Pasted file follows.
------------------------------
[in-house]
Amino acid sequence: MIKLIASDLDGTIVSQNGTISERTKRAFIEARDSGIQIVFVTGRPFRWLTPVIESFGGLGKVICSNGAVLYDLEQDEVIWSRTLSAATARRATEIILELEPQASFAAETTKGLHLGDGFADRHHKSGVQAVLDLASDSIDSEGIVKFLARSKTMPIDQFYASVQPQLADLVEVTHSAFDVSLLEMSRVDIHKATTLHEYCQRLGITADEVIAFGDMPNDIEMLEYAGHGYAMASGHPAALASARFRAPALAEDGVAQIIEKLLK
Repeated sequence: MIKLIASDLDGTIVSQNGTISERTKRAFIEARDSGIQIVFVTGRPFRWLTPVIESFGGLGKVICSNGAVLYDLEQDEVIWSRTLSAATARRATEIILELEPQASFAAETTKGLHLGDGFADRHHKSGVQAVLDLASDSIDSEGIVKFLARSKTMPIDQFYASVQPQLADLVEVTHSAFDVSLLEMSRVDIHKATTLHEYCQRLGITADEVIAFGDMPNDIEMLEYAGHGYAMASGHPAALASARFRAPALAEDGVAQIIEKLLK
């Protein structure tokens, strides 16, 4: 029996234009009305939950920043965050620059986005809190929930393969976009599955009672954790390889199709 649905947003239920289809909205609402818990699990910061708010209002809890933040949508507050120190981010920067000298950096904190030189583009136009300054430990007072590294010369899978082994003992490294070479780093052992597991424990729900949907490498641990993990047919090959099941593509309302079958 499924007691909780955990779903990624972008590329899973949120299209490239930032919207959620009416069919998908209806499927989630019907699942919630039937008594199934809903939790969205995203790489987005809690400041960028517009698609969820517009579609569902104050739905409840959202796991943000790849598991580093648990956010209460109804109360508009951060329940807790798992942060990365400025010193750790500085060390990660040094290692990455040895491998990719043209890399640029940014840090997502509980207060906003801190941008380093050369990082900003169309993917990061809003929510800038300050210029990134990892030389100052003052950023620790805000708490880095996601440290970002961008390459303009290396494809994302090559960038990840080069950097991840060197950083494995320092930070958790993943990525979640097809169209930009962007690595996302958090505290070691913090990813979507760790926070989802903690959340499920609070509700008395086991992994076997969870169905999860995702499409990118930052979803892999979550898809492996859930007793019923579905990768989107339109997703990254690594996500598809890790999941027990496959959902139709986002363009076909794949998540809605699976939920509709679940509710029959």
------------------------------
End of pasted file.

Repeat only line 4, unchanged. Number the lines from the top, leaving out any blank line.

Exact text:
């Protein structure tokens, strides 16, 4: 029996234009009305939950920043965050620059986005809190929930393969976009599955009672954790390889199709 649905947003239920289809909205609402818990699990910061708010209002809890933040949508507050120190981010920067000298950096904190030189583009136009300054430990007072590294010369899978082994003992490294070479780093052992597991424990729900949907490498641990993990047919090959099941593509309302079958 499924007691909780955990779903990624972008590329899973949120299209490239930032919207959620009416069919998908209806499927989630019907699942919630039937008594199934809903939790969205995203790489987005809690400041960028517009698609969820517009579609569902104050739905409840959202796991943000790849598991580093648990956010209460109804109360508009951060329940807790798992942060990365400025010193750790500085060390990660040094290692990455040895491998990719043209890399640029940014840090997502509980207060906003801190941008380093050369990082900003169309993917990061809003929510800038300050210029990134990892030389100052003052950023620790805000708490880095996601440290970002961008390459303009290396494809994302090559960038990840080069950097991840060197950083494995320092930070958790993943990525979640097809169209930009962007690595996302958090505290070691913090990813979507760790926070989802903690959340499920609070509700008395086991992994076997969870169905999860995702499409990118930052979803892999979550898809492996859930007793019923579905990768989107339109997703990254690594996500598809890790999941027990496959959902139709986002363009076909794949998540809605699976939920509709679940509710029959």